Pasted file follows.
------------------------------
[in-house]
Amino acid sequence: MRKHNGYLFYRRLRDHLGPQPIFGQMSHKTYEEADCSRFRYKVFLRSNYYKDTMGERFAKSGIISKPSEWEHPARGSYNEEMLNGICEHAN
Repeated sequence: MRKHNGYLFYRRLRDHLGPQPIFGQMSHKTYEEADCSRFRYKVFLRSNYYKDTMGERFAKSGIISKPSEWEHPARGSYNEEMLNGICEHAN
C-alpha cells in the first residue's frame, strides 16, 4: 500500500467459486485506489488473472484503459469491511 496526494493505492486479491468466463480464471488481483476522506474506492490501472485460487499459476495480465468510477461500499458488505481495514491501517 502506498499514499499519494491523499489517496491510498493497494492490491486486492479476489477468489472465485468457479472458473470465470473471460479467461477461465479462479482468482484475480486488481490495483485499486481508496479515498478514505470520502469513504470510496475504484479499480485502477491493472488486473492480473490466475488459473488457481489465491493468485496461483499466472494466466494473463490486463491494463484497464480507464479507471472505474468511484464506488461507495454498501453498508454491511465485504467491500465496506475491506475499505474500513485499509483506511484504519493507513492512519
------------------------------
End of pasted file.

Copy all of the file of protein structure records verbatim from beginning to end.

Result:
[in-house]
Amino acid sequence: MRKHNGYLFYRRLRDHLGPQPIFGQMSHKTYEEADCSRFRYKVFLRSNYYKDTMGERFAKSGIISKPSEWEHPARGSYNEEMLNGICEHAN
Repeated sequence: MRKHNGYLFYRRLRDHLGPQPIFGQMSHKTYEEADCSRFRYKVFLRSNYYKDTMGERFAKSGIISKPSEWEHPARGSYNEEMLNGICEHAN
C-alpha cells in the first residue's frame, strides 16, 4: 500500500467459486485506489488473472484503459469491511 496526494493505492486479491468466463480464471488481483476522506474506492490501472485460487499459476495480465468510477461500499458488505481495514491501517 502506498499514499499519494491523499489517496491510498493497494492490491486486492479476489477468489472465485468457479472458473470465470473471460479467461477461465479462479482468482484475480486488481490495483485499486481508496479515498478514505470520502469513504470510496475504484479499480485502477491493472488486473492480473490466475488459473488457481489465491493468485496461483499466472494466466494473463490486463491494463484497464480507464479507471472505474468511484464506488461507495454498501453498508454491511465485504467491500465496506475491506475499505474500513485499509483506511484504519493507513492512519